Interview with Craig Johnson Part II: Sustainability at James J. Hill House and in Craig's Life

This interview was conducted by Yixuan Cai, our Summer 2015 Sustainability intern. Yixuan co-wrote this post with Shengyin Xu. It was edited by Samuel Courtier.

Drawing room of the James. J Hill House

Craig Johnson: "Yes, it's true that it is a place of conspicuous consumption---they had way too much and no one needs all that---, yet many of the choices they made were much more sustainable than the ones we make today.”

Craig Johnson discusses Sustainability at James J. Hill House and in his personal life.

At first glance, it may appear that James J. Hill House has little to teach us about Sustainability. Indeed, as the Gilded Age mansion of the 'Empire Builder,' Hill House seems to embody extravagance and---borrowing terminology from Craig---'conspicuous consumption.' However, during our interview, Craig shed light on the variety of opportunities he's found for incorporating Sustainability into the Hill House's story and day-to-day operations.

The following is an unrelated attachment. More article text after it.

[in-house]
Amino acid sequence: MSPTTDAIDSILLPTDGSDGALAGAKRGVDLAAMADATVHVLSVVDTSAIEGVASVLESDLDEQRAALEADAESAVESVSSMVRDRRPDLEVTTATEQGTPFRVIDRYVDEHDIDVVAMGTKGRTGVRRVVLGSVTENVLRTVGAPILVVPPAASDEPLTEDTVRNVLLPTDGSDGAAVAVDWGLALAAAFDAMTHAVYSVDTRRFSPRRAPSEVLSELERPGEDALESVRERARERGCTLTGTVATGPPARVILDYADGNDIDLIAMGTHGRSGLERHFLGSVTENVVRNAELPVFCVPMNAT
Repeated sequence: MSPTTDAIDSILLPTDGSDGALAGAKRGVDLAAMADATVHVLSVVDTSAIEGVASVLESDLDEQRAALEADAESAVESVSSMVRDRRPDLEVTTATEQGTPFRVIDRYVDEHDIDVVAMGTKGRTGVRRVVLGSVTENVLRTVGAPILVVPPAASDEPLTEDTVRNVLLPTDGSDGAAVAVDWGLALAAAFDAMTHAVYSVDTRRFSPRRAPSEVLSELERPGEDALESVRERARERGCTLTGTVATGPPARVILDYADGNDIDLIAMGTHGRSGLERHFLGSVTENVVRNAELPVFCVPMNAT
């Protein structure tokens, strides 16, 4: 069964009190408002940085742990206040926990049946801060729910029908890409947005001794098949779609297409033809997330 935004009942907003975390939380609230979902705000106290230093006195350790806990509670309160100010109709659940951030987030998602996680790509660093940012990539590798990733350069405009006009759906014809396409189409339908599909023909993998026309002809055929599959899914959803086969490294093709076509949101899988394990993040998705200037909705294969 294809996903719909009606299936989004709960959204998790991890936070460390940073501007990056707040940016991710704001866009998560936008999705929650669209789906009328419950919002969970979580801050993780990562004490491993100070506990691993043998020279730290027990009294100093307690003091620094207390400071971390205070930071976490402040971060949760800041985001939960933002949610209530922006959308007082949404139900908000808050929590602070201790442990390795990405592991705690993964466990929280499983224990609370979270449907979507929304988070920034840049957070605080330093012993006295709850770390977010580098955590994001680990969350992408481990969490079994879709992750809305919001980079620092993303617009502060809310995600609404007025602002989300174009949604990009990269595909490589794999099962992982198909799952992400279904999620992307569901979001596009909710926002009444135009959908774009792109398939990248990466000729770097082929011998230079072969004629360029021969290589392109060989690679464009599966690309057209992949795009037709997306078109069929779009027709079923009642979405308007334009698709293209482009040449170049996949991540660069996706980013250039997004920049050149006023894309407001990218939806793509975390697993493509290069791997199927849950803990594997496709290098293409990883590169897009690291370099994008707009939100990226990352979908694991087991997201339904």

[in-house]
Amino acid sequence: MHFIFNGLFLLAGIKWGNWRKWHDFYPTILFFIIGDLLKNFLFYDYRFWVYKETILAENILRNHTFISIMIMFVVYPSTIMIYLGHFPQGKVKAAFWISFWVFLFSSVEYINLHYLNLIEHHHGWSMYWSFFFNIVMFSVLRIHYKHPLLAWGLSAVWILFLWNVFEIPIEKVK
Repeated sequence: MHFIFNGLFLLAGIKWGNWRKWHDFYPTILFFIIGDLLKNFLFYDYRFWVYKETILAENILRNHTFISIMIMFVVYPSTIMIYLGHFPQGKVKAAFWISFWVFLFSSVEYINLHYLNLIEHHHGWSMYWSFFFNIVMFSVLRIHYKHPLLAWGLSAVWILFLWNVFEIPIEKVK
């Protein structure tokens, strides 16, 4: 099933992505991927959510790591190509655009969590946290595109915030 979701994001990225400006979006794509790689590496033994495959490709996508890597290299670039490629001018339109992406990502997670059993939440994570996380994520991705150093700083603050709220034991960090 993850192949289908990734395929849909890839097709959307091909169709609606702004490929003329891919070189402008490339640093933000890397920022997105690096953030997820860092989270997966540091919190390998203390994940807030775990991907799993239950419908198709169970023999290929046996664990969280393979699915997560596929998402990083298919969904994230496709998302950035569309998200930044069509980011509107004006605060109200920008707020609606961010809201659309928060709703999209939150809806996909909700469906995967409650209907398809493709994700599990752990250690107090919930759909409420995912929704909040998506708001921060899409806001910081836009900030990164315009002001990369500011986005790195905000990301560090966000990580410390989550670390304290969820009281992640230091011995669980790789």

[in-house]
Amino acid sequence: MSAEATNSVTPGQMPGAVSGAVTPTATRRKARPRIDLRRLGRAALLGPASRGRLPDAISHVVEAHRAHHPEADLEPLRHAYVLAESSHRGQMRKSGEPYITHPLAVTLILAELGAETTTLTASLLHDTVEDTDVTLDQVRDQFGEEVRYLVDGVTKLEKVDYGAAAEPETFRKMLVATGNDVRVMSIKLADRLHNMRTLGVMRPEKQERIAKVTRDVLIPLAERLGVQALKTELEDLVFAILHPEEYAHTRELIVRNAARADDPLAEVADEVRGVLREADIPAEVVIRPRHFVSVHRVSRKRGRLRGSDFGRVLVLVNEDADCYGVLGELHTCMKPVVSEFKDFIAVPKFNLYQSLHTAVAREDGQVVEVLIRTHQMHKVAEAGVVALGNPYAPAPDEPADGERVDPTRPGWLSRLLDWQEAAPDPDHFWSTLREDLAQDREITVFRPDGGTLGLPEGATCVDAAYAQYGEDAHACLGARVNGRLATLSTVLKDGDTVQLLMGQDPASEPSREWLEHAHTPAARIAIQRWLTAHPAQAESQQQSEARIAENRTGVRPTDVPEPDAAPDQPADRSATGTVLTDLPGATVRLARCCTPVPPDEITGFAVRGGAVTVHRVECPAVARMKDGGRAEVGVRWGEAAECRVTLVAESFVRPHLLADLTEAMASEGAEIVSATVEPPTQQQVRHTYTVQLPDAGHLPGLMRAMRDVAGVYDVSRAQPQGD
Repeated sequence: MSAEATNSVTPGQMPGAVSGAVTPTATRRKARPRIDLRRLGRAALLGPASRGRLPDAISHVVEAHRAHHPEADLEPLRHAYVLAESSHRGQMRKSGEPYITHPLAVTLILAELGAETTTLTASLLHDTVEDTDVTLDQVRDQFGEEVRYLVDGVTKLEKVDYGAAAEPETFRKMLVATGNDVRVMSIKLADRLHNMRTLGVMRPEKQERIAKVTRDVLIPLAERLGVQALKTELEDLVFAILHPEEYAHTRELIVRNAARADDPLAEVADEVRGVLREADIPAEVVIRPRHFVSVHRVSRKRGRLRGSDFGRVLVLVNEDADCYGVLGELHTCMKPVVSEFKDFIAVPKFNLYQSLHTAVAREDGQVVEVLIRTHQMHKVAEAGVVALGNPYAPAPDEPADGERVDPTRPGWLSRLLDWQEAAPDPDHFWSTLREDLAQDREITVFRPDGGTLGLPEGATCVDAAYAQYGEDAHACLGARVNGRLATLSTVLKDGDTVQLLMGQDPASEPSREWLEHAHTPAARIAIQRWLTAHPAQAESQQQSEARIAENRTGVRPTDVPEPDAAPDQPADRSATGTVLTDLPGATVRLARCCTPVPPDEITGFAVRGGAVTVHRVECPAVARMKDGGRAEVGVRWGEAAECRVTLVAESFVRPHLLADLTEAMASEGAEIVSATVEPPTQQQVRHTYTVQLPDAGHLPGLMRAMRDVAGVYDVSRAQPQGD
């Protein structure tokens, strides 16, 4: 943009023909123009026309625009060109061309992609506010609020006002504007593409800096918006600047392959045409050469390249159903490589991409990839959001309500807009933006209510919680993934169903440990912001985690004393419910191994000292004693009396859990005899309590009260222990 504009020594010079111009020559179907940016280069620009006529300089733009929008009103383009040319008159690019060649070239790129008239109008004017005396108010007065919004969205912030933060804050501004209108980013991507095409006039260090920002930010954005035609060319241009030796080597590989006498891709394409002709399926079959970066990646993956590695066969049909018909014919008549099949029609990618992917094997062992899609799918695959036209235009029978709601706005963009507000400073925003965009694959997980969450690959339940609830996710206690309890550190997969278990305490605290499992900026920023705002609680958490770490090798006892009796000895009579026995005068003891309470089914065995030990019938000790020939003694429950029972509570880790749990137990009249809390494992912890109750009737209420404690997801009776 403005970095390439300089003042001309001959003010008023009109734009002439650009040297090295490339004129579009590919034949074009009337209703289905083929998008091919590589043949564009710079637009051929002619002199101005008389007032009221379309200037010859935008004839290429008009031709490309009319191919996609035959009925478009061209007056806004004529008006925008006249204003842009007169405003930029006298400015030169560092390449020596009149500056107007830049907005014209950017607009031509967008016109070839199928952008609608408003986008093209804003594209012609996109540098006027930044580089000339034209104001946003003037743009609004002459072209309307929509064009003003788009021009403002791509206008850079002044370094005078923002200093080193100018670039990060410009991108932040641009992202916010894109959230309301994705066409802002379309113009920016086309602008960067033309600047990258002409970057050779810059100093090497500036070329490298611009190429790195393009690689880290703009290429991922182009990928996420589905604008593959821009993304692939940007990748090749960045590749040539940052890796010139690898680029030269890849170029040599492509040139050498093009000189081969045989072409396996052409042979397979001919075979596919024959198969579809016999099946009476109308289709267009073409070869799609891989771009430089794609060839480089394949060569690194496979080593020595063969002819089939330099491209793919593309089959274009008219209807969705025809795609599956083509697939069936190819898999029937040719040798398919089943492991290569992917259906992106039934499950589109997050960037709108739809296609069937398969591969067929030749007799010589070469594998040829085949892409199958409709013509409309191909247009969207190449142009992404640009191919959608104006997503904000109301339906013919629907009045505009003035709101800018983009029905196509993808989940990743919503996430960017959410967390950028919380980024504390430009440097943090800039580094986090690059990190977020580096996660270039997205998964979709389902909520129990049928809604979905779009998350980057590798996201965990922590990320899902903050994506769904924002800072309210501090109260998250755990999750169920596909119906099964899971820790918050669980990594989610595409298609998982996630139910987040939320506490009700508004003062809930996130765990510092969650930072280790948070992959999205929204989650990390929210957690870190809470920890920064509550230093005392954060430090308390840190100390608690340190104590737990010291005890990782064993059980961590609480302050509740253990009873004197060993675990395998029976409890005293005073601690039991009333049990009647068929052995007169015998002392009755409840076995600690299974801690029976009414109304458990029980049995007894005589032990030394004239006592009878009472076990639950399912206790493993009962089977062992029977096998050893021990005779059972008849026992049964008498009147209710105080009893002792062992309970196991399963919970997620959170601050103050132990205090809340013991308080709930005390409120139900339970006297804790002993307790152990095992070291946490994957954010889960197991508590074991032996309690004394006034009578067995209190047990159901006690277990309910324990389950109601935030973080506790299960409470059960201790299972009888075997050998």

New Kelley Farm Visitor Center will be a LEED Gold and B3 Sustainable Building

The Minnesota Historical Society will utilize USGBC’s LEED Green Building Design and Construction Certification system as a way to support the mission of the Oliver Kelley Farm:

“...interpret the history of family farms, Kelley Family, and MN’s agriculture past, present and future to nurture an understanding of where our food comes from and agriculture’s image on our world...”

LEED supports this by guiding an environmentally, economically, and socially sustainable infrastructure to deliver this outcome.  It is also responsible for significant market transformation in sustainable building, and is often recognized by general audiences as well as those in the construction industry.  In particular, the team is targeting Gold certification (of Certified, Silver, Gold, and Platinum levels).